Many fluorescents work dimly and poorly in cold temperatures. Halogen would be best for you.

You haven't? It's the size I use most commonly- they are everywhere. And many fluorescents produce lots of RFI.
John H.
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Yeah, they interfere with my AM radio too. While they are SOLD in North America, the fluorescent bulbs are NOT MADE in North America. Perhaps that accounts for the interference problem. In a situation like yours where you leave the light on all night, I would go back to a standard bulb. Des

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About a year ago, I used compact flourescents to replace four incandescent bulbs in a bank of lights directly over my workbench. I assumed that they would create some interference, but I haven't noticed any problems at all, either for radio or TV reception in the workshop. Perhaps the brand & type used makes some difference -- there seem to be quite a few flavors available at this time.
Regards,
Phil
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Terry wrote:

I've bought 13W lamps that say they are the equivalent of 60W, so 15W lamps equivalent to 75W sounds about right. However, the claims are high. It use to be that fluorescent lamps provide the same light output as incandescent lamps with 4 times the wattage. In my experience that is still true. My 13 W lamps were dimmer than a 60 W incandescent and I would say it is close to a 50W incandescent light output. If your 15W lamp is equivalent to only a 40W incandescent, then it is a very poor lamp.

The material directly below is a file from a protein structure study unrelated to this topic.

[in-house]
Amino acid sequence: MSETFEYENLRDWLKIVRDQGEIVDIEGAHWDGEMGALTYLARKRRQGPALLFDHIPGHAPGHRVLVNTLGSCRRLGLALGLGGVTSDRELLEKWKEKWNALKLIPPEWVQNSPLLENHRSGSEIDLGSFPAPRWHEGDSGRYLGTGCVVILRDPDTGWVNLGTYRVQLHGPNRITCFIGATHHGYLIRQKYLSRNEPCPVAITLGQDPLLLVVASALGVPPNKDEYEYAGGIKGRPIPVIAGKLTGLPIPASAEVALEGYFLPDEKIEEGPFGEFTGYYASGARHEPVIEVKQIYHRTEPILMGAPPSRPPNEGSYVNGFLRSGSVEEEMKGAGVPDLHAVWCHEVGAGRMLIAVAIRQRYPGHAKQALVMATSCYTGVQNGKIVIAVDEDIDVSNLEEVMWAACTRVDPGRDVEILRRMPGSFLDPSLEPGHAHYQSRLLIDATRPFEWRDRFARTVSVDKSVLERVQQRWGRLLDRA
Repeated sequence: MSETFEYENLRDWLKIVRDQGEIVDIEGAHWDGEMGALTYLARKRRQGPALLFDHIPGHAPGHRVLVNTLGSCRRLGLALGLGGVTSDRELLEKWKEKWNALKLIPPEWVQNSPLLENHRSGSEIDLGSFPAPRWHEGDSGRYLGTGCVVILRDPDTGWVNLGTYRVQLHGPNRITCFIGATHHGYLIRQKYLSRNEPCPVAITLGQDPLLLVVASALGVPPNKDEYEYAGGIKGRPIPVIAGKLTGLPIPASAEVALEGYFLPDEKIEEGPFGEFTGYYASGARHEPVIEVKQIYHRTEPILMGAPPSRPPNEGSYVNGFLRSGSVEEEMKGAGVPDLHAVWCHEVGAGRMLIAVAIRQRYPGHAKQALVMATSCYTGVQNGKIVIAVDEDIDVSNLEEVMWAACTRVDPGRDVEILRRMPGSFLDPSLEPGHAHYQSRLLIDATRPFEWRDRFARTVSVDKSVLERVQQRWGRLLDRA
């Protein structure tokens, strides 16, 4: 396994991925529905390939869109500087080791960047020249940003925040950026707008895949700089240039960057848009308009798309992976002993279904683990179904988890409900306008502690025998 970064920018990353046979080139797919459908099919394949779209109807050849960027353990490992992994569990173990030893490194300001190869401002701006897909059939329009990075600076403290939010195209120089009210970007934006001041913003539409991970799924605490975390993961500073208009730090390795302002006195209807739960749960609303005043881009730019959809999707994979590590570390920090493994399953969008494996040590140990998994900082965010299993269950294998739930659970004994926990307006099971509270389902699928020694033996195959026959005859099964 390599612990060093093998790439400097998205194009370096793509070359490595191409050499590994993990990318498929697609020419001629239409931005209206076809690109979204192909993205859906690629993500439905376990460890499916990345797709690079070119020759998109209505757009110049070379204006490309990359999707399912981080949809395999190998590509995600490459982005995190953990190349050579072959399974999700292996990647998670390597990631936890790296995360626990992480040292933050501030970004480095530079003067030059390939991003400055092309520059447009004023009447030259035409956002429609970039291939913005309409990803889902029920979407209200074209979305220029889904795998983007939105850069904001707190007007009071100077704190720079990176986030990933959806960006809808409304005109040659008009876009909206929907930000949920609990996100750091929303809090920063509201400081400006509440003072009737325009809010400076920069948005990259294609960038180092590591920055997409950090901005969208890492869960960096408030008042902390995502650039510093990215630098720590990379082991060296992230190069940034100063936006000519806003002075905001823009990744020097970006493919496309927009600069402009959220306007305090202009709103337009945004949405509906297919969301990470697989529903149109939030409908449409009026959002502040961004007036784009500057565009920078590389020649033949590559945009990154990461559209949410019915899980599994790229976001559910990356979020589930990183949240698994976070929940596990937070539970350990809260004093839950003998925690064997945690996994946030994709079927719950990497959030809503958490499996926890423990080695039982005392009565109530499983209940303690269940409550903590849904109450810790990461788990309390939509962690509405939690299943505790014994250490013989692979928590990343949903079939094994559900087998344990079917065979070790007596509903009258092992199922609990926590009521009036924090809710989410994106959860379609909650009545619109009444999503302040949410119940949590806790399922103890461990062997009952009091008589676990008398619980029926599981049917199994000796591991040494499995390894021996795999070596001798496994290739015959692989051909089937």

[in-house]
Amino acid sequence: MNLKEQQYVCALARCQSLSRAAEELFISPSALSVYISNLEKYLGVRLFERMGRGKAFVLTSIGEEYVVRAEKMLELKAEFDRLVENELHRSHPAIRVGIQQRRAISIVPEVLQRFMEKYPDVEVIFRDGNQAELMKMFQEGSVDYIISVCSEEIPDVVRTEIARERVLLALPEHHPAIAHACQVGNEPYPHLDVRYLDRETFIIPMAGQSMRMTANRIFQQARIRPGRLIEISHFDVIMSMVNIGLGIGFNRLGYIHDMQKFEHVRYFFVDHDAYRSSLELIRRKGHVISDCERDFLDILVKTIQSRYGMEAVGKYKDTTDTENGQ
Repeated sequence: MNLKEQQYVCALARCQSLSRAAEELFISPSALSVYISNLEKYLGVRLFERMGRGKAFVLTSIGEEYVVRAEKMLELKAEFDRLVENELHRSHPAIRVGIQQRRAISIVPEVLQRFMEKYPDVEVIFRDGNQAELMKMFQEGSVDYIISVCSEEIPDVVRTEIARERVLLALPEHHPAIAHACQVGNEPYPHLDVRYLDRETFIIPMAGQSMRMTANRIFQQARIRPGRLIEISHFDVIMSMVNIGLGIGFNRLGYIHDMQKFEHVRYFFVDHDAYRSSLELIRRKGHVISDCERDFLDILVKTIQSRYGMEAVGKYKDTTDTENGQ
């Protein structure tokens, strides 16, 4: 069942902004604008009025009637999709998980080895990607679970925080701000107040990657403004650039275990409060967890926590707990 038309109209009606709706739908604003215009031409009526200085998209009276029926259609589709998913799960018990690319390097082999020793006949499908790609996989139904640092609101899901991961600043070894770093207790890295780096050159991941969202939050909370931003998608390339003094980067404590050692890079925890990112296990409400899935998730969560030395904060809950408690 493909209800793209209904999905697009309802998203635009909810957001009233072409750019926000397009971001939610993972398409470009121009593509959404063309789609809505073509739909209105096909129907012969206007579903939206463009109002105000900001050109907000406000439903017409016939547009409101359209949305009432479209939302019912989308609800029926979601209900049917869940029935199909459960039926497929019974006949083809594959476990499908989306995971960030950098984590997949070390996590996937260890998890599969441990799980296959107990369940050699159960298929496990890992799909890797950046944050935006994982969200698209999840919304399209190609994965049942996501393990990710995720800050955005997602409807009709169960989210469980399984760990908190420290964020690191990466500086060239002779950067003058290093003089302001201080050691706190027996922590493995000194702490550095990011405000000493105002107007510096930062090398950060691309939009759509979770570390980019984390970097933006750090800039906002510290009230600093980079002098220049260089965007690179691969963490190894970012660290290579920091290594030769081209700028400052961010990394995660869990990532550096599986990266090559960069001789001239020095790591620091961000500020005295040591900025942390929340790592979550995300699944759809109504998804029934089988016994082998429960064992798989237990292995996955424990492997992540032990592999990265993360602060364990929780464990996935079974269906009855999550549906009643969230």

I was very pleased with the color of mine which was a little warm as I generally dislike fluorescent lights. However, they will not work in a high heat fixture such as parallel arm desk lamps with a closed funnel type of reflector. I put one in and after a few weeks it sputtered and the base burned up. It seems to me that the best application is fixtures where the base is down. They worked well in bathroom horizontal fixture and in an outside fixture, but my wife did not like the limited light output and a larger fluorescent would not fit, so I took them out.
The continuous on idea is just the remnants of an old fiction. When fluorescents first came out we were told that it was much better to leave them on and not switch them on and off if you were coming back into the room in an hour or two. It wasn't correct then and it isn't correct now from an economic point. The current recommendation is anything under a 10 minute interval, you should leave them on.
I didn't find any RFI from my bulbs when they were installed. I just tested one of them again at the bottom of the AM dial. There is hum there, probably from my computer, but turning the bulb on and off made no difference and the bulb was only 2 feet from the radio.
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I'm tempted to say you got what you paid for. I use CFLs almost exclusively and haven't had problems as you describe. No radio interference, reasonably bright (though not as bright as they claim*) etc.
The ones I use outdoors are rated to -29C. If yours are indoor CFLs, then they will perform poorly in the cold.
I've only used the more expensive types, usually bought on sale. I've never seen any at $2.99 - I pay about $8-$10 apiece.
You can find some that are not much larger than a conventional bulb - they are the spiral tube type. Check the packaging carefully to see if it's rated for cold temps. I haven't been disappointed with CFLs in general, though I have come across a dud once.
Mike